Flash Fiction for pupils and teachers

For pupils: 1) It is a good thing to be writing for an audience.  #worthingflash has had over 11000 visitors at the time of writing. It can display work for friends and family to see. 2) It is an introduction to editing their writing to reduce the amount of waffle (for want of a better word) and get straight to the point. 3) Pupils might want to use the Hemingway App (available online for free) to reduce the redundancy in their writing. 4) It is fun and there is no limitation except the length (which is between 85 and 1000) and your imagination. For teachers: (I realise teachers have no time, I used to be one.) You don't lose your imagination when you become a teacher, quite the opposite. Pupils will always surprise you with new ideas. (I know they will surprise you in less pleasant ways too.) You are not likely to have time to write a three volume novel but you do have plenty of stories to tell. So send your masterpiece to and the best wil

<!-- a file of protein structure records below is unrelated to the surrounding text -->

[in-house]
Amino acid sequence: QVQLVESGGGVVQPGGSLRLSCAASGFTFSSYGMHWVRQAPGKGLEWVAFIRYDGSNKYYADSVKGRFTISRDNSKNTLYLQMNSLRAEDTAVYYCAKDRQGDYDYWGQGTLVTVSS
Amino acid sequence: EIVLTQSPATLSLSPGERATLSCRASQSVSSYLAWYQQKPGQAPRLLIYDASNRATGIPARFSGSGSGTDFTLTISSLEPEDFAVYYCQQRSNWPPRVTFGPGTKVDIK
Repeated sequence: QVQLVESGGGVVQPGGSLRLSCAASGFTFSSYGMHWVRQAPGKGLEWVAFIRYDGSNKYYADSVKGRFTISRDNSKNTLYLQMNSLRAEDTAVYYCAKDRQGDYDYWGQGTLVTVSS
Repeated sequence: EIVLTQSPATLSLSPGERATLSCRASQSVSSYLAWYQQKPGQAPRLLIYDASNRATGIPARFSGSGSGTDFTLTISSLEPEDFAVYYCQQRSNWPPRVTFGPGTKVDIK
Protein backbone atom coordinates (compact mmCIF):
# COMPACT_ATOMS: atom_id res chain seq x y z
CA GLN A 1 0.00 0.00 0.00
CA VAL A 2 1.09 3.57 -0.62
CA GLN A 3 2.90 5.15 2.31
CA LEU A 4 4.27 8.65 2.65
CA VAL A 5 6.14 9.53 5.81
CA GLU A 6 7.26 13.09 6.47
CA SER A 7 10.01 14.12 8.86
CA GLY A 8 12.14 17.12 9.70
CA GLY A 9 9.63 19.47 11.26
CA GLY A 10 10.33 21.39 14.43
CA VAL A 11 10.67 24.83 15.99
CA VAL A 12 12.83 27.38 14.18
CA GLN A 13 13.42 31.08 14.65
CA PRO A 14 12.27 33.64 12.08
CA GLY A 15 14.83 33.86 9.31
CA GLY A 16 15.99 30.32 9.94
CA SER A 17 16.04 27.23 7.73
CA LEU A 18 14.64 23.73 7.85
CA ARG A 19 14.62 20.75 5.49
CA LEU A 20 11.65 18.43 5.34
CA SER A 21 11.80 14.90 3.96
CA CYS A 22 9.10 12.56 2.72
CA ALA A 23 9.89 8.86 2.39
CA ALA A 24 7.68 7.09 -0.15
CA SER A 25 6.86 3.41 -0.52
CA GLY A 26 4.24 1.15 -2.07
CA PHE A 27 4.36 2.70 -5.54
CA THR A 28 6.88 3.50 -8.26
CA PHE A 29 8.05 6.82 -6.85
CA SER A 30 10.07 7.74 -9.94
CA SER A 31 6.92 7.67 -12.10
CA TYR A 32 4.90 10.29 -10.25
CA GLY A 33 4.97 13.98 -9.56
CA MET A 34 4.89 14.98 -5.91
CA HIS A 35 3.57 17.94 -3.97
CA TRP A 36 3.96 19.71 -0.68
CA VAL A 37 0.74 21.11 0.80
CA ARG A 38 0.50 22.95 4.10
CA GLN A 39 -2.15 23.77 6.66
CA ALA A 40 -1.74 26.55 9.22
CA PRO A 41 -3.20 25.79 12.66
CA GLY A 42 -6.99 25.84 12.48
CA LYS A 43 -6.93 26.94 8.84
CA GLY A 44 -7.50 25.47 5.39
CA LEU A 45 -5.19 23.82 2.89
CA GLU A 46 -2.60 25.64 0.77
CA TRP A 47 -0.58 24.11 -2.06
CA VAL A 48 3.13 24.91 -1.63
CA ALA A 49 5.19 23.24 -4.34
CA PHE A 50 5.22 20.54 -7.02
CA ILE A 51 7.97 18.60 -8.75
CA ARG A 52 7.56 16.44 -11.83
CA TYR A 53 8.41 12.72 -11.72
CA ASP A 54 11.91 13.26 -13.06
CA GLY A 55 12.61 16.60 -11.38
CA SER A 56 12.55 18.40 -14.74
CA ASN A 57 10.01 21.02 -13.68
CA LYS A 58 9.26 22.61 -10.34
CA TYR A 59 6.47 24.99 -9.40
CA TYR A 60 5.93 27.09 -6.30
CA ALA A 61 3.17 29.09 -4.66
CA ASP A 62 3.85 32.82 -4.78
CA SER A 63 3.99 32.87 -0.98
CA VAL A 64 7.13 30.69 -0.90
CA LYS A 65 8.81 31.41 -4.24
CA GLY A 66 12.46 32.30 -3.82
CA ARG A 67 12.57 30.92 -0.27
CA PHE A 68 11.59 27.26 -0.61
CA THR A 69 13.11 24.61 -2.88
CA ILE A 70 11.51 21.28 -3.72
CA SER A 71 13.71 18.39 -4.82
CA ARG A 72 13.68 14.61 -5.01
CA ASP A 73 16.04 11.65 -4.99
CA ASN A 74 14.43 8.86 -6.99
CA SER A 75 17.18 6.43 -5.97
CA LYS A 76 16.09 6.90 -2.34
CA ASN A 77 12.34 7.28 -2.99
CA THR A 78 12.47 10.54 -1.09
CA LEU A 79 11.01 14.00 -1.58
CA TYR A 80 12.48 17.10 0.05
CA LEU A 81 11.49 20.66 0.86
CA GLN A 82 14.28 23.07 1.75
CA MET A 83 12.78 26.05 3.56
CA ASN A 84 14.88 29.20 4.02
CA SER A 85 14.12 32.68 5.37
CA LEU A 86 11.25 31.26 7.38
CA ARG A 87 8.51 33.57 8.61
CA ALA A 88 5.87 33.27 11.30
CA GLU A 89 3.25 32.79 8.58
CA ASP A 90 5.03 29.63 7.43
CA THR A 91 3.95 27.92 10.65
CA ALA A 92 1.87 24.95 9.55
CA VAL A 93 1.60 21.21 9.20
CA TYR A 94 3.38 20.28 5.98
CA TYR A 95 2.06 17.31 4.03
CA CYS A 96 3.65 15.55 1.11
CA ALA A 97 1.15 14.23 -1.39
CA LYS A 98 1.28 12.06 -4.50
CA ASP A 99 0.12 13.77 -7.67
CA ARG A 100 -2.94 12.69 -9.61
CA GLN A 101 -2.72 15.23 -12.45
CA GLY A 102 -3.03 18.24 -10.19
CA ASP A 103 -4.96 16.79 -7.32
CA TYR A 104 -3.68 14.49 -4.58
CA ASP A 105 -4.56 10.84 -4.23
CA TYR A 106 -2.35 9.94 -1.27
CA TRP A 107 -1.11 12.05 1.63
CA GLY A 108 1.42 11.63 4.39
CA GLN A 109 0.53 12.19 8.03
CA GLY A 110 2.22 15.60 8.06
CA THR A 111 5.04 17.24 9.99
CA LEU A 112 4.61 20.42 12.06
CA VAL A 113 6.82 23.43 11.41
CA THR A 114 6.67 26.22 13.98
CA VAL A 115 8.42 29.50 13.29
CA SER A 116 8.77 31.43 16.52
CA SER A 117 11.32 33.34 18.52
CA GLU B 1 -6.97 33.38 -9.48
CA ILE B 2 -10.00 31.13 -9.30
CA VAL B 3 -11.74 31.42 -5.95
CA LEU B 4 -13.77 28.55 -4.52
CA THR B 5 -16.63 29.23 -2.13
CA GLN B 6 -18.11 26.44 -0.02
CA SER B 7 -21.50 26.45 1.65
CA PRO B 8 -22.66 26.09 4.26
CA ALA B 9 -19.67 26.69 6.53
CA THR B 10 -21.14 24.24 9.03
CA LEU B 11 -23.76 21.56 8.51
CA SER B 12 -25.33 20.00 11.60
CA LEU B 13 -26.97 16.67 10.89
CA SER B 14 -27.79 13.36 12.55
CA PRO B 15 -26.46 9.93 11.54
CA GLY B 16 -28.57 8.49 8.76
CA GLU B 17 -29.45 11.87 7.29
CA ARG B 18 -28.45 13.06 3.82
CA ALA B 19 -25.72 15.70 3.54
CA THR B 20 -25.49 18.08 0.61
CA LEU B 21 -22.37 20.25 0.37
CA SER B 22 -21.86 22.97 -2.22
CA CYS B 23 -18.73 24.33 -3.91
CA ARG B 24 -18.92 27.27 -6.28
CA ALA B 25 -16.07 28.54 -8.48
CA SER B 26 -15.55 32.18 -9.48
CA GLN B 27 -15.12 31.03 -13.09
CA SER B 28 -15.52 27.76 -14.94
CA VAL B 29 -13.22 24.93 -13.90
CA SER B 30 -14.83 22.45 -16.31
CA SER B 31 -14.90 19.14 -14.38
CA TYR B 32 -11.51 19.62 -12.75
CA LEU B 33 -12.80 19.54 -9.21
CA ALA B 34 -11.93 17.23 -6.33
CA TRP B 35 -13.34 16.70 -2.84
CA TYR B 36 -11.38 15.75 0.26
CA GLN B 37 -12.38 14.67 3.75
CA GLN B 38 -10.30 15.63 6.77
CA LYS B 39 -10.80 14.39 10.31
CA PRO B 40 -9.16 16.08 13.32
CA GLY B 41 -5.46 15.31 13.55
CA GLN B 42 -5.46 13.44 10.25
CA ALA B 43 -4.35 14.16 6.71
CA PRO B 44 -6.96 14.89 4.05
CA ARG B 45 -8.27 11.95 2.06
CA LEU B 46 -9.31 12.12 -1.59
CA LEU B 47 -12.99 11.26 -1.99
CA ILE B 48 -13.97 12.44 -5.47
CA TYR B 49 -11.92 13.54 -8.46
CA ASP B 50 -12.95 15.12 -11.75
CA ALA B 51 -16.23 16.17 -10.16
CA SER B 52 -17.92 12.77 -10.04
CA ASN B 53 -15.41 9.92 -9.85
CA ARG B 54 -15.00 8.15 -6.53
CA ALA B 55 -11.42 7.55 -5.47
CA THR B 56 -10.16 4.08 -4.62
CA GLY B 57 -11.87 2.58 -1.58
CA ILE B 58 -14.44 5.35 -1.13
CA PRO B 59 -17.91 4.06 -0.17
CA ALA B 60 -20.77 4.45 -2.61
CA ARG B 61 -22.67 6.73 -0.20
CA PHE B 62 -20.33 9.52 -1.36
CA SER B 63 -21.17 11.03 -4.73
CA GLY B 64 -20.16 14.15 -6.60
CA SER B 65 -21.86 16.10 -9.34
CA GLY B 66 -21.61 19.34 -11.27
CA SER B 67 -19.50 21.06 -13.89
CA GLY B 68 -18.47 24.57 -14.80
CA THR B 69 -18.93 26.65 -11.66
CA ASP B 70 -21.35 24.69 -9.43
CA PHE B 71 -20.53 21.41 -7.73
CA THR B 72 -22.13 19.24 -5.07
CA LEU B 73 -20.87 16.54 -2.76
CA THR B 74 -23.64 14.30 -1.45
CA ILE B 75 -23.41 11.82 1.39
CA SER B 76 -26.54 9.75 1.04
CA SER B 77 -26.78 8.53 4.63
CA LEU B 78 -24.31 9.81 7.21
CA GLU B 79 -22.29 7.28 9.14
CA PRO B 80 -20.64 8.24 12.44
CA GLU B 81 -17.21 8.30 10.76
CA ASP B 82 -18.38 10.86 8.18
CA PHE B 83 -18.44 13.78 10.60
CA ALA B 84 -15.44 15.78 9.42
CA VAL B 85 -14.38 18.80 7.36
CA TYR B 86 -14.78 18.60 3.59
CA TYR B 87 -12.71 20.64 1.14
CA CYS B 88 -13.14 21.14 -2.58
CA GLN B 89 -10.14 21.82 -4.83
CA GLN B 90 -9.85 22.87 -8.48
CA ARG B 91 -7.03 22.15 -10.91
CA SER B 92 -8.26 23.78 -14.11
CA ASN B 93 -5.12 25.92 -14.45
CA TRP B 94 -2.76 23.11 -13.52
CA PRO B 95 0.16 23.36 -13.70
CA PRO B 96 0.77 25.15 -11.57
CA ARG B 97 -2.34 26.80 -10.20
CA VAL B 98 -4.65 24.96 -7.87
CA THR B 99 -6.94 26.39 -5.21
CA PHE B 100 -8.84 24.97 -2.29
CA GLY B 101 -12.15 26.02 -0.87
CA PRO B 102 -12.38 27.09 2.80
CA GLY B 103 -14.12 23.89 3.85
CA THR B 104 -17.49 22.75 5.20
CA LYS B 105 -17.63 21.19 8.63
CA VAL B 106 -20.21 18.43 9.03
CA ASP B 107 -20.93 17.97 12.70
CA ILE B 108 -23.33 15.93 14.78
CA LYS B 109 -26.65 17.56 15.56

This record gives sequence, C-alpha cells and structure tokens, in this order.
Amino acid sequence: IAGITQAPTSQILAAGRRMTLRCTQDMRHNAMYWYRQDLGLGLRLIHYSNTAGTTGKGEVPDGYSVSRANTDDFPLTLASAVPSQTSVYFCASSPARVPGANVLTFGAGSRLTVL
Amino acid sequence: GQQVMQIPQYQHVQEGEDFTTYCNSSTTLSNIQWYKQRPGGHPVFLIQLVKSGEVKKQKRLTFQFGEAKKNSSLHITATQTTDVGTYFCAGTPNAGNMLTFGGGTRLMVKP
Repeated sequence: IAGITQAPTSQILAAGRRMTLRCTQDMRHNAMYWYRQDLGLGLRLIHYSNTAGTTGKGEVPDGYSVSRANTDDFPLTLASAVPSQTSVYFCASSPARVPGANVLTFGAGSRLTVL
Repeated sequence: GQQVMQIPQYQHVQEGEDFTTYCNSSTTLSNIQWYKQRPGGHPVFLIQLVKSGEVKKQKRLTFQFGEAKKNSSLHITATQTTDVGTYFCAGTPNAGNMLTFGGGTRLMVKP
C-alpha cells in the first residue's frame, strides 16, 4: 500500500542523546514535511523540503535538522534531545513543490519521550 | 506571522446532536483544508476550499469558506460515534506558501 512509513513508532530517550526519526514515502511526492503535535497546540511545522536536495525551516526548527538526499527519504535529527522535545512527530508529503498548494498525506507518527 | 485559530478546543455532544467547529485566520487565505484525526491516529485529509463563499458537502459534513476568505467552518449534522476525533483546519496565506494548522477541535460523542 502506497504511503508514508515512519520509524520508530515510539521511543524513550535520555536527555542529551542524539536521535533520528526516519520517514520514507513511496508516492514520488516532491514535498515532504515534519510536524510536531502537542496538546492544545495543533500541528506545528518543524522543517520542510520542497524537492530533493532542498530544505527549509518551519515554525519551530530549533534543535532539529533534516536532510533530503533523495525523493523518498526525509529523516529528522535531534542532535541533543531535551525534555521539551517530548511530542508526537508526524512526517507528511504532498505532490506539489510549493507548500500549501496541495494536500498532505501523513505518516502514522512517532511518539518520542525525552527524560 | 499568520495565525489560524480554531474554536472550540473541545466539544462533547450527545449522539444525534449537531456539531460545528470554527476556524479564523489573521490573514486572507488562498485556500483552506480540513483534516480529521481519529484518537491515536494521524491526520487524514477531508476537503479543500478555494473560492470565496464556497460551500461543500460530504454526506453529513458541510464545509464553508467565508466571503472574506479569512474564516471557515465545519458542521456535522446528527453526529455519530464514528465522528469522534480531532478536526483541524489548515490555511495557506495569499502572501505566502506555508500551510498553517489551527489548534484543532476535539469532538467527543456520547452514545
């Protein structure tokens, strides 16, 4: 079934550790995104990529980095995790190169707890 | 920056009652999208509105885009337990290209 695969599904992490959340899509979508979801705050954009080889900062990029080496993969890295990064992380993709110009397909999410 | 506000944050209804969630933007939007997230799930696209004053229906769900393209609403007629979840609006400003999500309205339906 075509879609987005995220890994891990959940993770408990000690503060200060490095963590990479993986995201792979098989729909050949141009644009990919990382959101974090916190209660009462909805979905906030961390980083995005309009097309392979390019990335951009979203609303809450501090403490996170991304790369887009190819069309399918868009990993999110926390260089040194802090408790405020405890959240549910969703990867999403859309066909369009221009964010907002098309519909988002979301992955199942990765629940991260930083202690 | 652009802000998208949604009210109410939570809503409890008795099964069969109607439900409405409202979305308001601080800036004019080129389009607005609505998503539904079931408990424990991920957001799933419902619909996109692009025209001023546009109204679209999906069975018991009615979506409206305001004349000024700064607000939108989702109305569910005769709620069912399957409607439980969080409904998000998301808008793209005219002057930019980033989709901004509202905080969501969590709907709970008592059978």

News for the Hive

In Celtic mythology, Honeybees were perceived as messengers between this world and the spirit realm and were associated with wisdom gathered from the other side. For centuries, beekeepers across Europe have kept up this ancient tradition of honeybees being emissaries through "telling the bees". This is where the beekeeper told their bees of any family events. Marriages, new births and especially deaths were marked by decorating the hive and voicing what had happened. Strangely, the swarm arrived in late summer. Jocelyn saw it forming from the lounge, a huge mass of specks swirling and writhing, suspended fifteen feet from the ground. Gently she opened the door to where Richard was sleeping. Today his greying hair seemed almost white, haloed against the pillow, translucent in the sun from the open window. She would let him sleep on; she could tell him about the bees later that afternoon. She went into the kitchen and made herself a mug of tea. After the st

First Full Moon